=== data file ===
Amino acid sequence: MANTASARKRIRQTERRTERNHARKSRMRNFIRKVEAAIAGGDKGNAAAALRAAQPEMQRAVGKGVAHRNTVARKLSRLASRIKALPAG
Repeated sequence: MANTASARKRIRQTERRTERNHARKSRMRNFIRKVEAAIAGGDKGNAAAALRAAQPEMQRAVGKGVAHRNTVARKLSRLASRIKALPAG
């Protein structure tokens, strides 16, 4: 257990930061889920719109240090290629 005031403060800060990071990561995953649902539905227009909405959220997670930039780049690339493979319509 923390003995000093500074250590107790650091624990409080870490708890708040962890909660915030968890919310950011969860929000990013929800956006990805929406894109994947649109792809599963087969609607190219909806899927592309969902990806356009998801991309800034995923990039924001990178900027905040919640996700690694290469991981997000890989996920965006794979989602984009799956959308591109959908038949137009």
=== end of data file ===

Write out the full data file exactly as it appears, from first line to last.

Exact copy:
Amino acid sequence: MANTASARKRIRQTERRTERNHARKSRMRNFIRKVEAAIAGGDKGNAAAALRAAQPEMQRAVGKGVAHRNTVARKLSRLASRIKALPAG
Repeated sequence: MANTASARKRIRQTERRTERNHARKSRMRNFIRKVEAAIAGGDKGNAAAALRAAQPEMQRAVGKGVAHRNTVARKLSRLASRIKALPAG
């Protein structure tokens, strides 16, 4: 257990930061889920719109240090290629 005031403060800060990071990561995953649902539905227009909405959220997670930039780049690339493979319509 923390003995000093500074250590107790650091624990409080870490708890708040962890909660915030968890919310950011969860929000990013929800956006990805929406894109994947649109792809599963087969609607190219909806899927592309969902990806356009998801991309800034995923990039924001990178900027905040919640996700690694290469991981997000890989996920965006794979989602984009799956959308591109959908038949137009």